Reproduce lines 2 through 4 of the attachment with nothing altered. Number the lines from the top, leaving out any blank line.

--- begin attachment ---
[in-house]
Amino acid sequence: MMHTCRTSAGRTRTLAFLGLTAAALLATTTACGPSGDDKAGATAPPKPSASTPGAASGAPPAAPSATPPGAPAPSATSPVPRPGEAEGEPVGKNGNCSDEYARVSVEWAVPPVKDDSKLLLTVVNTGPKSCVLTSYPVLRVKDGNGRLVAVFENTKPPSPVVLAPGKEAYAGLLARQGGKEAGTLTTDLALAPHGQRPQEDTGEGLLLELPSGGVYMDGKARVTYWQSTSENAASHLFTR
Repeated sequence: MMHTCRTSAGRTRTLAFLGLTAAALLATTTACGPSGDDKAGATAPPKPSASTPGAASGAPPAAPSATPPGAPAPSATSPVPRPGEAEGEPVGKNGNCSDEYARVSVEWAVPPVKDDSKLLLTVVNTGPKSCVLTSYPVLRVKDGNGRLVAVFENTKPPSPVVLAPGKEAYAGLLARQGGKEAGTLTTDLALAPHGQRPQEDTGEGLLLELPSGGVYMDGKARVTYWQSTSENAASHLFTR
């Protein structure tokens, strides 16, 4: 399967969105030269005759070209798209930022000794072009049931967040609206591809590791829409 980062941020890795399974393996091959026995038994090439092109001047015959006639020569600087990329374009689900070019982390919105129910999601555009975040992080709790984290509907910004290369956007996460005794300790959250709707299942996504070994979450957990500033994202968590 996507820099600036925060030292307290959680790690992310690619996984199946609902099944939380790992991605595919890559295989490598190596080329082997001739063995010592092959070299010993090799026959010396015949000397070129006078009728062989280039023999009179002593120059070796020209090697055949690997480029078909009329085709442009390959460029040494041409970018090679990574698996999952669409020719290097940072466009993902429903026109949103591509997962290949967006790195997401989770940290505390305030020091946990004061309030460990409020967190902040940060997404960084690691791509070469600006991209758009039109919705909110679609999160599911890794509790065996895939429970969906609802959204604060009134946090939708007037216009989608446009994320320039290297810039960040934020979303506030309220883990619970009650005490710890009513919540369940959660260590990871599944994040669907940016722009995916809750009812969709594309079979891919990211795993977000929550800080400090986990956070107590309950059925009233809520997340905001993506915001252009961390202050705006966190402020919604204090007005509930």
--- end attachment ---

Amino acid sequence: MMHTCRTSAGRTRTLAFLGLTAAALLATTTACGPSGDDKAGATAPPKPSASTPGAASGAPPAAPSATPPGAPAPSATSPVPRPGEAEGEPVGKNGNCSDEYARVSVEWAVPPVKDDSKLLLTVVNTGPKSCVLTSYPVLRVKDGNGRLVAVFENTKPPSPVVLAPGKEAYAGLLARQGGKEAGTLTTDLALAPHGQRPQEDTGEGLLLELPSGGVYMDGKARVTYWQSTSENAASHLFTR
Repeated sequence: MMHTCRTSAGRTRTLAFLGLTAAALLATTTACGPSGDDKAGATAPPKPSASTPGAASGAPPAAPSATPPGAPAPSATSPVPRPGEAEGEPVGKNGNCSDEYARVSVEWAVPPVKDDSKLLLTVVNTGPKSCVLTSYPVLRVKDGNGRLVAVFENTKPPSPVVLAPGKEAYAGLLARQGGKEAGTLTTDLALAPHGQRPQEDTGEGLLLELPSGGVYMDGKARVTYWQSTSENAASHLFTR
């Protein structure tokens, strides 16, 4: 399967969105030269005759070209798209930022000794072009049931967040609206591809590791829409 980062941020890795399974393996091959026995038994090439092109001047015959006639020569600087990329374009689900070019982390919105129910999601555009975040992080709790984290509907910004290369956007996460005794300790959250709707299942996504070994979450957990500033994202968590 996507820099600036925060030292307290959680790690992310690619996984199946609902099944939380790992991605595919890559295989490598190596080329082997001739063995010592092959070299010993090799026959010396015949000397070129006078009728062989280039023999009179002593120059070796020209090697055949690997480029078909009329085709442009390959460029040494041409970018090679990574698996999952669409020719290097940072466009993902429903026109949103591509997962290949967006790195997401989770940290505390305030020091946990004061309030460990409020967190902040940060997404960084690691791509070469600006991209758009039109919705909110679609999160599911890794509790065996895939429970969906609802959204604060009134946090939708007037216009989608446009994320320039290297810039960040934020979303506030309220883990619970009650005490710890009513919540369940959660260590990871599944994040669907940016722009995916809750009812969709594309079979891919990211795993977000929550800080400090986990956070107590309950059925009233809520997340905001993506915001252009961390202050705006966190402020919604204090007005509930």